Self-translation will be a topic at the 7th EST Congress, taking place from August 29-September 1, 2013 in Germersheim, Germany.
To read the booklet of abstracts, please click here.
Friday, August 30
Maud Gonne: A Peripheral Practice or/and a Prominent Transfer Activity? Self-Translations within Asymmetrical Cultural Spaces
Excerpt of the abstract:
The analysis of ST practices within the heterogeneous capital of Belgium by Georges Eekhoud (1854-1927), officially a Flemish writer using French as literary language and, less officially, a multilingual polygraph and anonymous self-translator of serialized novels in the popular press, will provide a survey of
1) the range of social factors involved in the process of ST (cultural, relational, institutional, economic, political, etc.);
2) the particularity of ST with regards to ‘normal translation’ in asymmetrical contexts and its methodological and theoretical consequences for Translation Studies. Simultaneously, the paper will consider the marginalization of ST by critics and by the writers themselves, resulting in the reinforcement of “western models in which monolingualism, rather than multilingualism, is the norm” (Shread 2009:54);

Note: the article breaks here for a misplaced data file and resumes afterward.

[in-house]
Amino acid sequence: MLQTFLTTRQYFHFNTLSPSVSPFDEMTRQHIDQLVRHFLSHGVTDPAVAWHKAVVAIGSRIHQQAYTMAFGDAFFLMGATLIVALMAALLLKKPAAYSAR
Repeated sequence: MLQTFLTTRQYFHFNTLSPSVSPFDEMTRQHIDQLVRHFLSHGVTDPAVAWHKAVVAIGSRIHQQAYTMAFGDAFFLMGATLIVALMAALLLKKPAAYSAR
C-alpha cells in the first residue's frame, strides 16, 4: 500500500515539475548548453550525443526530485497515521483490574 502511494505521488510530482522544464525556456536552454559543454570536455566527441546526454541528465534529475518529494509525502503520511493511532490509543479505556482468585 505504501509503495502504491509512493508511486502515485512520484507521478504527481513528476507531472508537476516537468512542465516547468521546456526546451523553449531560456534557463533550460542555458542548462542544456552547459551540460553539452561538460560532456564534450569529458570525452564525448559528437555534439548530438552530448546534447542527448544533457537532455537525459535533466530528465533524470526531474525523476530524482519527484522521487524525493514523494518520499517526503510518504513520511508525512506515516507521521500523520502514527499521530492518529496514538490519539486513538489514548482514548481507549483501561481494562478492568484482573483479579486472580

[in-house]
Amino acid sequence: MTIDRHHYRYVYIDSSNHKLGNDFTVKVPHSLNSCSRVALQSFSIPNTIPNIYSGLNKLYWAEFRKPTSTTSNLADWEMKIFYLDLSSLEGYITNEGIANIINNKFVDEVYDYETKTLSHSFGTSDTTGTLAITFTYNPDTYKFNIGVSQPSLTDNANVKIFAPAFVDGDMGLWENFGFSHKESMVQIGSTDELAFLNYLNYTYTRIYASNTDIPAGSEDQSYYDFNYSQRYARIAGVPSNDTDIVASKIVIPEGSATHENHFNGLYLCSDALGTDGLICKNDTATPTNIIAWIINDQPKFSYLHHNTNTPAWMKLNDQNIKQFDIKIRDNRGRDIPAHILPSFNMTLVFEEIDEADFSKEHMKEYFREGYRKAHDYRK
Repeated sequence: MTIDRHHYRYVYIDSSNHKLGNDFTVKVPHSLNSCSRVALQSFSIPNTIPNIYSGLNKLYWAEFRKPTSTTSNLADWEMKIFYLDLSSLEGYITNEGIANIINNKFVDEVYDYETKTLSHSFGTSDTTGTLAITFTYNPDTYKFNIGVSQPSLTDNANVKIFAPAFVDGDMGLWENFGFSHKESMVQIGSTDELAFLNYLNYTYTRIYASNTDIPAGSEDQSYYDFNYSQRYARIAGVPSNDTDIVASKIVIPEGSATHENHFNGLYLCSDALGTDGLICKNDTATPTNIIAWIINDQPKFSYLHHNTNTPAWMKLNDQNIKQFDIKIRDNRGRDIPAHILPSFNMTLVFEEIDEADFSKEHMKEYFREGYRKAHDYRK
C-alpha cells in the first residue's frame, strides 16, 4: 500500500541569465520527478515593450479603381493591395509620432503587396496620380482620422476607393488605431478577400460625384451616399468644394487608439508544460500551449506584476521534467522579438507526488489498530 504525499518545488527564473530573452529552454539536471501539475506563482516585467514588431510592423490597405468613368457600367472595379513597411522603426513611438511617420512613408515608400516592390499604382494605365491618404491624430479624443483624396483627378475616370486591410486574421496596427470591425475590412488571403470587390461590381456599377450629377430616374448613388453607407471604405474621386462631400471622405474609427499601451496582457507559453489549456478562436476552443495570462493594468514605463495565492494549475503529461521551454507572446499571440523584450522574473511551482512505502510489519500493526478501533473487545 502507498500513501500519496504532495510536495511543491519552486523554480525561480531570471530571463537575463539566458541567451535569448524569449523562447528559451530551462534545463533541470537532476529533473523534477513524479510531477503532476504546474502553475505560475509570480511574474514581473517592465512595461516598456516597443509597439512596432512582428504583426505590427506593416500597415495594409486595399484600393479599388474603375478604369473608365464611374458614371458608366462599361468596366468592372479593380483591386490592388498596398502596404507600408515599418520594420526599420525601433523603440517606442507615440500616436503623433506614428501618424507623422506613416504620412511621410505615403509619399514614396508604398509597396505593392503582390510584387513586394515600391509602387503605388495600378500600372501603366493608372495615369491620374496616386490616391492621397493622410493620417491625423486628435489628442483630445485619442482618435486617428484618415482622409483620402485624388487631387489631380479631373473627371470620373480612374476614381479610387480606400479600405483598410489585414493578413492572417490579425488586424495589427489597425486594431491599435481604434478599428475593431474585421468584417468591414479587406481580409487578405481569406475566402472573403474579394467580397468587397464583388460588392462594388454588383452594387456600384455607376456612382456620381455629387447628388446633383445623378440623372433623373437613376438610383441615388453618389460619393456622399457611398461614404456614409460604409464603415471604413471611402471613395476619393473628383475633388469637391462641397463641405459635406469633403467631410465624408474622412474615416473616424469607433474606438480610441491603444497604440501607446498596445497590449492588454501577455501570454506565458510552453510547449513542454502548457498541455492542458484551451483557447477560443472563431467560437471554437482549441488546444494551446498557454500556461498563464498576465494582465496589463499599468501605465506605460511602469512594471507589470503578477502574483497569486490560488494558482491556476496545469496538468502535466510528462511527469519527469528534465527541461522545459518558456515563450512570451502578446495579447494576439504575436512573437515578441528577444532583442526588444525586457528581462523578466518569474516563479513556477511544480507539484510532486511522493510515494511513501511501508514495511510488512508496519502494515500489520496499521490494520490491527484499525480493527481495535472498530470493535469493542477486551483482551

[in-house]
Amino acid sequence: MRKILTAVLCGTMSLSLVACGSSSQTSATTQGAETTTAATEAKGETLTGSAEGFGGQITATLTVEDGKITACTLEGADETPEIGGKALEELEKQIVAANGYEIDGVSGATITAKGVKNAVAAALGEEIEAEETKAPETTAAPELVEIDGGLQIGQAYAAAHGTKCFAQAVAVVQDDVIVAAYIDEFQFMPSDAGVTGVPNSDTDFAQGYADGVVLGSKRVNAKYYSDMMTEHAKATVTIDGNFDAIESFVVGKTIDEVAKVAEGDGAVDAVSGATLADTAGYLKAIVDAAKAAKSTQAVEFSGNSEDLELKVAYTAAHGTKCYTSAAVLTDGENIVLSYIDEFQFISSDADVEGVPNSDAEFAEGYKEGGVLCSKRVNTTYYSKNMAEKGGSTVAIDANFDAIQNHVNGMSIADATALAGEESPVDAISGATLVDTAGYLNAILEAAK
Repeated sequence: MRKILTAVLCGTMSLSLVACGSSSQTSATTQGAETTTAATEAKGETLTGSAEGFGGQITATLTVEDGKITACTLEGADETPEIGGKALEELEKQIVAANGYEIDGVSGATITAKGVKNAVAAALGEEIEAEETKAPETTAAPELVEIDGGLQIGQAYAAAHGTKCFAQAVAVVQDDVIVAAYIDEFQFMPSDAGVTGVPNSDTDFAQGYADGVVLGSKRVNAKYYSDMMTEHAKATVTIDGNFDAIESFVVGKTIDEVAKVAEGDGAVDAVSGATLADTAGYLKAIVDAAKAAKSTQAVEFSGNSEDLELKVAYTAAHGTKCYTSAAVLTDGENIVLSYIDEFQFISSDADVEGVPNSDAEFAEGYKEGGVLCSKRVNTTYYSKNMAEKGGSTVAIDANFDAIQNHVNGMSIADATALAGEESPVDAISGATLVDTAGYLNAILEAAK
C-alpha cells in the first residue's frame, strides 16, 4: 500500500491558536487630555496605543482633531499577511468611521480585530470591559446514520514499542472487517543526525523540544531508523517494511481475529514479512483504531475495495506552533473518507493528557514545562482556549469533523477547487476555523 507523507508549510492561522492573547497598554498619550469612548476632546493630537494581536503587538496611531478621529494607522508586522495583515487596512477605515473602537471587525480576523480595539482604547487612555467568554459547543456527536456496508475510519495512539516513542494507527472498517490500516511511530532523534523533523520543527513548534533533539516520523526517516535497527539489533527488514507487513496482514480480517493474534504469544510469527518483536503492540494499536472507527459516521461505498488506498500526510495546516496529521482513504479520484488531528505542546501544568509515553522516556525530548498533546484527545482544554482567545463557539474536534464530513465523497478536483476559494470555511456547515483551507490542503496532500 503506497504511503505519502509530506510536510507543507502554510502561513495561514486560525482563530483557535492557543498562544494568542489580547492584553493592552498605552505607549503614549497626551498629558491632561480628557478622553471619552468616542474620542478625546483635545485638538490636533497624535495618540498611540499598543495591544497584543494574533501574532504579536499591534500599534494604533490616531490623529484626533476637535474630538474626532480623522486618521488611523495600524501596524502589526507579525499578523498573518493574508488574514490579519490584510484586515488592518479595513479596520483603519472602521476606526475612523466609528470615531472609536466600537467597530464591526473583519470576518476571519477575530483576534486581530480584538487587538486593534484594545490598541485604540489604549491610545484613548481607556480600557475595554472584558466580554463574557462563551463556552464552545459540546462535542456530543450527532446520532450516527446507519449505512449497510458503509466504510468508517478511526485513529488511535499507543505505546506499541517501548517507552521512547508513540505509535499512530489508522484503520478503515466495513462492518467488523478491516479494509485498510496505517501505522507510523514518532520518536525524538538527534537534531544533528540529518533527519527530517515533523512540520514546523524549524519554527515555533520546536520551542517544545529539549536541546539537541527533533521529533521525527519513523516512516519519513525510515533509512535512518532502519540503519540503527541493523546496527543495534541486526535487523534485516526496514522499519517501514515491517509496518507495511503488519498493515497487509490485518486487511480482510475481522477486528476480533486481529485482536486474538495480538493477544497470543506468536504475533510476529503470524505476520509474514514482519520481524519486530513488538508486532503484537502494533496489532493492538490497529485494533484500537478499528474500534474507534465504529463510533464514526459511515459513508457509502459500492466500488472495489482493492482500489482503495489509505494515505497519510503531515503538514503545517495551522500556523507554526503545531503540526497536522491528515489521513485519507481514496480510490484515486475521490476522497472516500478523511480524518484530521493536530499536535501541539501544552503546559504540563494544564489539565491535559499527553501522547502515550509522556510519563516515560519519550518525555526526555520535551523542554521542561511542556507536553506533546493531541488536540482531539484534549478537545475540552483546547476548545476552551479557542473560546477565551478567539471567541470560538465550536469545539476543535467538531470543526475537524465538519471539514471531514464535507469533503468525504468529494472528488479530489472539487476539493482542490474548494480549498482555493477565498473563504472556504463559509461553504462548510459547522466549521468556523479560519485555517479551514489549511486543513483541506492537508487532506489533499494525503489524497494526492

3) the complex and specific hybridity of bilingual actors and the cultural configurations that produced them;
4) the possible implications of ST as transfer activity in the process of national culture building (affirmation, problematization, rejection).
Tessa Lobbes, Reine Meylaerts: Translation and Its Others: Intercultural Transfer in Multilingual Cultures
Excerpt of the abstract:
In accordance with the purpose of this panel, the present paper wants to increase the understanding of the relationship between translation and other transfer techniques and “to reconstruct the interrelations between different techniques and between transfer techniques, their carriers and their agents” (D’hulst 2012: 150).
In this paper the complex forms of intercultural transfer activities will be examined by scrutinizing the mediating activities of an intercultural mediator living in the multilingual culture of Belgium during the interwar period, namely Gaston Pulings (1885-1941). Pulings was a poet, translator, self-translator, multilingual writer, publisher, art critic, literary critic, theatre critic and art animator who lived in the multilingual cosmopolitan city of Brussels.
To read the complete abstracts, please click here.